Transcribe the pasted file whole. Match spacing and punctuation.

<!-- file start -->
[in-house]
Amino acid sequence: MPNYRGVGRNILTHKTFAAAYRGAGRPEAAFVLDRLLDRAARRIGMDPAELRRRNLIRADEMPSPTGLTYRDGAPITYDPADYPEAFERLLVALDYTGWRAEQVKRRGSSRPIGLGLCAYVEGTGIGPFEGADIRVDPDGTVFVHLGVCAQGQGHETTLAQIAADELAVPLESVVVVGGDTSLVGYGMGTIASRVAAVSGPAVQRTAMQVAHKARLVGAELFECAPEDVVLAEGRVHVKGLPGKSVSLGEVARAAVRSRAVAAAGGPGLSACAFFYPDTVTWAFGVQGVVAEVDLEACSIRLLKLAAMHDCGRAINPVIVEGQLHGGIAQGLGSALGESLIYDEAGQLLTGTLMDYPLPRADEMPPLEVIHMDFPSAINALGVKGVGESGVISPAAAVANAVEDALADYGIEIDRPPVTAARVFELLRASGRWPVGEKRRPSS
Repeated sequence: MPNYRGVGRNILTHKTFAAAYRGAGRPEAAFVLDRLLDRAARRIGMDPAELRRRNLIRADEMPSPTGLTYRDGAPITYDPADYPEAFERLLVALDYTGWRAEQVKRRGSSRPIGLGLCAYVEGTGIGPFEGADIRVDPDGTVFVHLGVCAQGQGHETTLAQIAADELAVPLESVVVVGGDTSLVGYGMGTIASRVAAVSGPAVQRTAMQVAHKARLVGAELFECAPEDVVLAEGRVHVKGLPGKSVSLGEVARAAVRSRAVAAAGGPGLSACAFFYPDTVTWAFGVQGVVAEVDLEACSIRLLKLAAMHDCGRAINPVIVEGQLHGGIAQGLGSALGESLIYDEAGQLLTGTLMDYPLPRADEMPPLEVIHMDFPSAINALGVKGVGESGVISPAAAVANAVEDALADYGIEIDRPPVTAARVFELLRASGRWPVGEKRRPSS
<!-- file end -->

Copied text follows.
[in-house]
Amino acid sequence: MPNYRGVGRNILTHKTFAAAYRGAGRPEAAFVLDRLLDRAARRIGMDPAELRRRNLIRADEMPSPTGLTYRDGAPITYDPADYPEAFERLLVALDYTGWRAEQVKRRGSSRPIGLGLCAYVEGTGIGPFEGADIRVDPDGTVFVHLGVCAQGQGHETTLAQIAADELAVPLESVVVVGGDTSLVGYGMGTIASRVAAVSGPAVQRTAMQVAHKARLVGAELFECAPEDVVLAEGRVHVKGLPGKSVSLGEVARAAVRSRAVAAAGGPGLSACAFFYPDTVTWAFGVQGVVAEVDLEACSIRLLKLAAMHDCGRAINPVIVEGQLHGGIAQGLGSALGESLIYDEAGQLLTGTLMDYPLPRADEMPPLEVIHMDFPSAINALGVKGVGESGVISPAAAVANAVEDALADYGIEIDRPPVTAARVFELLRASGRWPVGEKRRPSS
Repeated sequence: MPNYRGVGRNILTHKTFAAAYRGAGRPEAAFVLDRLLDRAARRIGMDPAELRRRNLIRADEMPSPTGLTYRDGAPITYDPADYPEAFERLLVALDYTGWRAEQVKRRGSSRPIGLGLCAYVEGTGIGPFEGADIRVDPDGTVFVHLGVCAQGQGHETTLAQIAADELAVPLESVVVVGGDTSLVGYGMGTIASRVAAVSGPAVQRTAMQVAHKARLVGAELFECAPEDVVLAEGRVHVKGLPGKSVSLGEVARAAVRSRAVAAAGGPGLSACAFFYPDTVTWAFGVQGVVAEVDLEACSIRLLKLAAMHDCGRAINPVIVEGQLHGGIAQGLGSALGESLIYDEAGQLLTGTLMDYPLPRADEMPPLEVIHMDFPSAINALGVKGVGESGVISPAAAVANAVEDALADYGIEIDRPPVTAARVFELLRASGRWPVGEKRRPSS